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Trip Reports > Tripyramids

Mt. Passaconaway, Whiteface, and the Tripyramids

After a couple of small dayhikes in the Spring, and several overnight trips over the summer that fell through while still in the planning stages, the beginning of October came and went, and it was Columbus Day weekend before I finally found myself driving towards New Hampshire's White Mountains with my backpack riding comfortably in my trunk. My plans were to summit four 4,000 footers that are grouped just south of the eastern part of the Kancamagus Highway: Mt. Passaconaway, Mt. Whiteface, Middle Tripyramid, and North Tripyramid.

Saturday, October 11 (8.1 miles). I was packed, loaded up, and on the road by 6:30 am, knowing full well that as the day wore on, the leaf-peeping tourists would be clogging the roadways. After two hours of steady driving, I arrived in Lincoln, New Hampshire, and stopped off at the White Mountain Information Center, which is run by the National Forestry people. My suspicions were confirmed: there is now a pilot program in place whereby user's fees are charged for parking at trailheads within the White Mountain National Forest. A seven-day pass will run you $5.00, while an annual pass (which is what I purchased) costs $20.00, but can be used on two separate automobiles. After I ponied up my twenty dollars, I headed for the Oliverian Brook Trail trailhead, which is located several miles east of Lincoln on the Kancamagus Highway

Within a couple of miles of the trailhead, the Passaconaway Cutoff Trail breaks off to the right, and climbs relatively steadily up to the Square Ledge Trail, which connects Square Ledge to Mt. Passaconaway. While I was on the Passaconaway Cutoff Trail, I realized that I had been on this trail the previous February, when I had gone on a snowshoe backpacking trip with Phill, my hiking partner. I must be getting old, because prior to being on the trail, I had not realized that I was repeating myself. The Square Ledge Trail leads to the Walden Trail, which ascends Mt. Passaconaway. The summit is treed, but there are some relatively decent views from two outlooks near the summit, one of which is on a spur trail. The entire sky was free of clouds, and I stayed on top for quite a while, enjoying the good weather and the good views.

I descended on the Dicey Mill Trail, and then picked up the Rollins trail, which follows a ridgeline over to Mt. Whiteface. After climbing the north summit of Whiteface and descending into the col between Whiteface's two summits, I found myself at Camp Shahadi, and dropped my pack, climbed the south summit, and located a very nice spot for my tent. I retrieved my stuff, set up camp, and ended up cooking dinner by the light of my headlamp. The sunset was spectacular, and except for a lack of water on the summit, Mt. Whiteface is just a perfect place to spend the night. Some of the other people on the summit had brought their dogs, but except for barking a bit in the morning, the dogs were relatively quiet. There is an outdoor outhouse near the south summit of Whiteface (by outdoors, I mean a Forest Service toilet on a platform, but no walls), but unfortunately, I failed to get a photograph of it. Oh well, perhaps another time. I went to bed early, and slept relatively well.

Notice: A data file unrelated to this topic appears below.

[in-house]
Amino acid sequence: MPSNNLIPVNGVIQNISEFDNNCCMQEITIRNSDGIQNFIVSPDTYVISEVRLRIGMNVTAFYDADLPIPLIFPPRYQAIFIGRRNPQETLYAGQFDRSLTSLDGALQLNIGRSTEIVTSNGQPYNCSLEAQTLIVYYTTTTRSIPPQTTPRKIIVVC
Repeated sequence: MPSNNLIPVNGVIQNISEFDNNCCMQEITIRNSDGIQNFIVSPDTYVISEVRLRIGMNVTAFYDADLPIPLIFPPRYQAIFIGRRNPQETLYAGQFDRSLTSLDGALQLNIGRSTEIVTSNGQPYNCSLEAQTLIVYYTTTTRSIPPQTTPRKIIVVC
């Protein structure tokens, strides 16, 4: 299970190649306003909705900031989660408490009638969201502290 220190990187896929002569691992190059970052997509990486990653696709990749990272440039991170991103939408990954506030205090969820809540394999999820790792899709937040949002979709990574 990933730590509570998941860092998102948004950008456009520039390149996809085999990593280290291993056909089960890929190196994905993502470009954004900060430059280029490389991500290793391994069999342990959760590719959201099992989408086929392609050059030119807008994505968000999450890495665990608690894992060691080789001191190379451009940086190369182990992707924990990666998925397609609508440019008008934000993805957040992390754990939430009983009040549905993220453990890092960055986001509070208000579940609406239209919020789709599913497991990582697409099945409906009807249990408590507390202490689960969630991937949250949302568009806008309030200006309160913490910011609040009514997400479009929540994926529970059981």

Sunday, October 12 (11.0 miles). I woke up a bit later than I'd planned, missed whatever sunrise I had been hoping to see, and wasted a bit of time going over my trail descriptions, which brought me to the realization that the hike over to the Tripyramids via Sleeper Trail was going to be a bit more strenuous than I had originally thought. Sleeper Trail ascends East and West Sleeper, two peaks that both exceed 3,800 feet. East Sleeper is one of the New England Hundred Highest; West Sleeper is not. After summiting the Sleepers, the Sleeper Trail emerges from the woods on a small but steep slide on the south side of South Tripyramid. The Trail climbs up the slide, reenters a wooded area, and then terminates at the base of South Slide on the Mount Tripyramid Trail. During this part of the hike, I would have been much happier if I had not been carrying a 35-pound backpack.

The Mt. Tripyramid Trail is a loop trail that summits all three of the Tripyramids; most hikers hike it from North to South Tripyramid, in order to avoid descending the North Slide, which is, so I am told, quite a bit steeper than South Slide. South Slide was quite steep enough for me, thank you very much. Once I reached the summit of Middle Tripyramid, I spend quite a bit of time enjoying the summit--there were several people there, and most of them were working on the White Mountain 4,000 footers. I met a family from the Concord, New Hampshire area who were doing the 4,000 footers as a family, which I thought was rather neat. The children were approximately 9 and 11 years old, and Middle Tripyramid was the family's 29th 4,000 footer. I also chatted briefly with a pair of hikers from New York; they had driven a lot further than I had in order to get in a good weekend of hiking.

I continued north along the Mt. Tripyramid trail, descending into the col between Middle and North Tripyramid where the Sabbaday Brook Trail enters from the right. After stashing my pack near the trail junction, I summitted North Tripyramid, and then retraced my steps back down to my pack. All that was left for me was the 4.9 mile hike back to the Kancamagus Highway via Sabbaday Brook Trail, and except for the first mile, which was extremely steep, the hike was a pleasant one. Sabbaday Brook Trail crosses Sabbaday Brook seven times, so I was able to work on my rock hopping skills.


Total trip mileage, 19.2 miles.



Copyright © 1997, David Lister

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Document last modified on Friday, 19-Jan-2007 07:31:40 MST.